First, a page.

Thomas Chapin“Radius” — Radius (Mu, 1990)
….. Grabbed this for some downtown NYC cred. Turns out it was a lot more “inside” (a lot more) than I’d anticipated. No matter; still good stuff.

Click here for the full playlist.

The Playlists Pile Up

It’s bothered me all along that the playlists screw up the search on the site. That is, you ask for an artist, and you get the 18 playlists that include that artist, burying the one substantial blog entry about him/her.

I’m probably the only one who uses the search box, but — hey, all the more reason to change something that bugs me, right?

So: What if I left the playlists off? I’d still list notable albums each week on this blog, but for the gory details, you’d go to our Zookeeper database — to pages like this one, or to this page of all my playlists since 2001.

From there, you can use the “Find It!” link to see who else has played a particular artist, CD, or track. It’s a powerful little tool.

It seems clunky to make people go elsewhere to view the actual playlist, but it might be more practical.

(Alternatively, if there’s a way to make the search apply onto to text that’s above the fold, that’d be an even better solution. I’m researching it, but not getting my hopes up.)

I doubt anyone scours the site often enough to care either way. But I’m open to any suggestions anyone’s got.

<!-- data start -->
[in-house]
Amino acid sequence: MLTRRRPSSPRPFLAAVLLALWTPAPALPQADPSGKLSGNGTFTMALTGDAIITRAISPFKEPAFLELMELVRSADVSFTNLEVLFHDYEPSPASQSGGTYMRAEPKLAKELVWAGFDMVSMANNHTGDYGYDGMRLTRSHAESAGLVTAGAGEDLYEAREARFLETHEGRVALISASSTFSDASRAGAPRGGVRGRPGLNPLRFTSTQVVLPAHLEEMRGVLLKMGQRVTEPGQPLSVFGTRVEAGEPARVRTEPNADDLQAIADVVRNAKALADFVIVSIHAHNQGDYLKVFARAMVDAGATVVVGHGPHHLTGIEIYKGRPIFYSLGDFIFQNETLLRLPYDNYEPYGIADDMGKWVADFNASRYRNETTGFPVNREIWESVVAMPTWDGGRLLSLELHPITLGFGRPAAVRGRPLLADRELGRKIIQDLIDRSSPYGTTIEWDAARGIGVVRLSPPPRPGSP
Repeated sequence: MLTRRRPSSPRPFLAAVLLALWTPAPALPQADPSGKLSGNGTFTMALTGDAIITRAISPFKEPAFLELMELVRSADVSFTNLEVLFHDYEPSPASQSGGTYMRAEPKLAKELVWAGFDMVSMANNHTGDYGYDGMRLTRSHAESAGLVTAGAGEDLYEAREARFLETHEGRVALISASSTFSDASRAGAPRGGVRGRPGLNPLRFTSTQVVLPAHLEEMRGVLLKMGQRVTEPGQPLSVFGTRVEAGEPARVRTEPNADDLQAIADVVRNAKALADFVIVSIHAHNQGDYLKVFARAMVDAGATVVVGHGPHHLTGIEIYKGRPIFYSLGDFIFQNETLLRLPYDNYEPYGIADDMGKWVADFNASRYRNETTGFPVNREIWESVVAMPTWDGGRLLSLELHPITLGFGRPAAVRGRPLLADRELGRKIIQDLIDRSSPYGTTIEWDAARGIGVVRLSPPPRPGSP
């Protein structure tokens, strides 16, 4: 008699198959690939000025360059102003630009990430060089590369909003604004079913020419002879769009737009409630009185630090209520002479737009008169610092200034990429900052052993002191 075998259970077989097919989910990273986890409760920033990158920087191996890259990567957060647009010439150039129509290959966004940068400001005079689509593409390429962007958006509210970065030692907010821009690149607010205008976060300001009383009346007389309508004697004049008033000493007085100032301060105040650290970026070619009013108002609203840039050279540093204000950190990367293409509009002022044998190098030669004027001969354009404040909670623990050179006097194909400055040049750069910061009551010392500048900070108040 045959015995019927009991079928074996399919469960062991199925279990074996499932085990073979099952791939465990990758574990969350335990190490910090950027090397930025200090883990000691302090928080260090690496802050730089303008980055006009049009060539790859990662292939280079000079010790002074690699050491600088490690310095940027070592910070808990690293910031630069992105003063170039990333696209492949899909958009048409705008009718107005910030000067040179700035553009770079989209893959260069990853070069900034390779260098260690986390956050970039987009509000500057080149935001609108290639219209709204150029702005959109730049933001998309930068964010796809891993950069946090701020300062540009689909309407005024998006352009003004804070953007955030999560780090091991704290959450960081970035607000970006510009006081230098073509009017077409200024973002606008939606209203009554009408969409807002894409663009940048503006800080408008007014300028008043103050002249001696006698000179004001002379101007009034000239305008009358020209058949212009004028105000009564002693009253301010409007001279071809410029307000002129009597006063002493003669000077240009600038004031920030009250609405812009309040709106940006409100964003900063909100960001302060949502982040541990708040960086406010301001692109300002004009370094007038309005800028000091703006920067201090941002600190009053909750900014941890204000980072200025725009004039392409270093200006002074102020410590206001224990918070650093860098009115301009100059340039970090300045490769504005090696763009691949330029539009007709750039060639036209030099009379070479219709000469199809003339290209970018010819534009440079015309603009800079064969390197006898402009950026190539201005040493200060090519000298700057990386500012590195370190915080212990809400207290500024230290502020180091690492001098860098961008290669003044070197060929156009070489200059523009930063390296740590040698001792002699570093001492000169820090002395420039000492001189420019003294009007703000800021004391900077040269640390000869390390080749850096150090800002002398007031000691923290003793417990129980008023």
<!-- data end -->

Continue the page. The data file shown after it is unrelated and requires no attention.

Vive Les Instants Chavirés

From the excellent Avant Music News site comes the unfortunate, but hardly surprising, news of financial trouble at Les Instants Chavirés, a longtime important venue for creative jazz, based near Paris.

Secondhandedly, I quote:

On Thursday July 2nd 2009 we were shocked to learn that the balance of the operational subsidy allocated to our Association by the General Council of the Seine-Saint-Denis Department had been slashed by no less than 25,000€ – a drop of more of 19% [with another 7,000€ having been cut from funding from the town of Montreuil.]

The lack of funding has forced us to cancel our Autumn season of concerts, video projections and exhibitions, in its entirety. …

… We urge you then to sign the online petition (, and write to Claude Bartolone, President of the General Council of Seine-Saint-Denis, and / or to the Mayor of Montreuil, Dominique Voynet, to inform them of what the Instants Chavirés represents in the local, national and international cultural landscape, and express your own commitment to the lasting nature of this project.

Tim Berne's Bloodcount: Low Life.  Source: winter & winterFunding for cutting-edge arts is always a problem, especially for music due to the patience required of an audience. Let’s keep our fingers crossed for Les Instants Chavirés. It’s an important space.

And for me, it’s even a little sentimental. It was the recording venue for the Paris Concert trilogy of CDs that were my introduction to Tim Berne and to avant-garde music in general. I knew so little about the music. The recordings were so quiet, the audience inaudibly still. Les Instants Chavirés seemed like a faraway, mysterious place (because, to me, it was).

In 1999, I got my chance to see it for my own eyes. During a week-long stay in Paris, I snuck away twice to working-class Montreuil, just off the Metro map, where Les Instants Chavirés is tucked away down a street that might otherwise be populated by warehouses or industrial offices.